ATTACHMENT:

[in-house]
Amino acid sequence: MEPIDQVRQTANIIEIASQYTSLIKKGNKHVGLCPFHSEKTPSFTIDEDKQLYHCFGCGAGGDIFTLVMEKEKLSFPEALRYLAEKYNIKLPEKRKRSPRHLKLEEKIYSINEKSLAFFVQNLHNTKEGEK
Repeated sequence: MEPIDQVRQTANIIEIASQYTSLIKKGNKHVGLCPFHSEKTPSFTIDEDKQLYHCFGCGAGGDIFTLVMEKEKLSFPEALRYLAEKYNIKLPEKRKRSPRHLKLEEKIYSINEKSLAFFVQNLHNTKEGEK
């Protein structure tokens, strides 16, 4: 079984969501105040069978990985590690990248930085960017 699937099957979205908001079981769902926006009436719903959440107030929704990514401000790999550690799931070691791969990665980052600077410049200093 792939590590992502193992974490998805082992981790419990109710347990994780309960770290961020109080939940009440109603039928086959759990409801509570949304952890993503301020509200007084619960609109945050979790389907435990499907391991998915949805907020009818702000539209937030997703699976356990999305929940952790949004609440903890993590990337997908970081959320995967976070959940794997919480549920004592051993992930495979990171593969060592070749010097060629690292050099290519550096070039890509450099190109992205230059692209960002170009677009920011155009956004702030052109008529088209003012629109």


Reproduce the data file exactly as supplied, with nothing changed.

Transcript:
[in-house]
Amino acid sequence: MEPIDQVRQTANIIEIASQYTSLIKKGNKHVGLCPFHSEKTPSFTIDEDKQLYHCFGCGAGGDIFTLVMEKEKLSFPEALRYLAEKYNIKLPEKRKRSPRHLKLEEKIYSINEKSLAFFVQNLHNTKEGEK
Repeated sequence: MEPIDQVRQTANIIEIASQYTSLIKKGNKHVGLCPFHSEKTPSFTIDEDKQLYHCFGCGAGGDIFTLVMEKEKLSFPEALRYLAEKYNIKLPEKRKRSPRHLKLEEKIYSINEKSLAFFVQNLHNTKEGEK
């Protein structure tokens, strides 16, 4: 079984969501105040069978990985590690990248930085960017 699937099957979205908001079981769902926006009436719903959440107030929704990514401000790999550690799931070691791969990665980052600077410049200093 792939590590992502193992974490998805082992981790419990109710347990994780309960770290961020109080939940009440109603039928086959759990409801509570949304952890993503301020509200007084619960609109945050979790389907435990499907391991998915949805907020009818702000539209937030997703699976356990999305929940952790949004609440903890993590990337997908970081959320995967976070959940794997919480549920004592051993992930495979990171593969060592070749010097060629690292050099290519550096070039890509450099190109992205230059692209960002170009677009920011155009956004702030052109008529088209003012629109």